So when your leadership suggest that you take a “voluntary” curtailment, you can either say “yes” even if you don’t want to shorten your assignment, or you can say “no” and still be curtailed anyway.
Perhaps when people sign their names to a “voluntary” curtailment request that they don’t want, it should be appropriately called “voluntold”curtailment?
How will this end?
Assignments in the Foreign Service are typically handed out a year before the actual job rotation. So if one curtails from an assignment, one does not have a lot of jobs to choose from and may have to take what is normally called a “bridge” assignment. An assignment between your previous job and the next assignment with a start date in the foreseeable future. We don’t know what happened in this case but — paging —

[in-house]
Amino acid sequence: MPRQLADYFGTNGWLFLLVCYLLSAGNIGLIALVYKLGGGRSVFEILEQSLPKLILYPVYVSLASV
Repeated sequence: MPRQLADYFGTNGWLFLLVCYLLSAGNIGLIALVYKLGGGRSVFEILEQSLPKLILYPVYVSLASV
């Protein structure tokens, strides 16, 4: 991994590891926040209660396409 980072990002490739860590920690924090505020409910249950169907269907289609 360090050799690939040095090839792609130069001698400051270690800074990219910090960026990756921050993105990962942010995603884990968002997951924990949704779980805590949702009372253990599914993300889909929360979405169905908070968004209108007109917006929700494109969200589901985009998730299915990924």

Rep. Jackie “I think this committee will help you get a good onward assignment” Speier — where are you?
This Week’s interview did not indicate Mr. Hicks’ current assignment. But a couple of things we should note:
1) Mr. Hicks ran for State-VP in the 2013 AFSA election and failed in his quest to represent the Foreign Service. (see AFSA Elections 2013: Unofficial Results, Asada Defeats Hicks; 2013 AFSA Election Results: 3,505 Out of 16,000+ Members Voted, Plus Vote Count By Candidate). His congressional testimony occurred just prior to the AFSA elections where he ran in the slate of the IAFSA Coalition. It was a typical low turn out election. If there were sympathy votes, there were not enough to overcome his closest opponent; he lost by about a hundred votes.
2) If Mr. Hicks was not in trouble before, he could be in trouble now for going on “This Week…” without prior clearance under FAM 4170 Official Clearance of Speaking, Writing, and Teaching. This is something that similarly “got” Mr. Van Buren in hot water during his very public battle with the State Department bureaucracy (After a Year of Serious Roars and Growls, State Dept Officially Retires FSO-Non Grata Peter Van Buren).
The question now is how far will this escalate.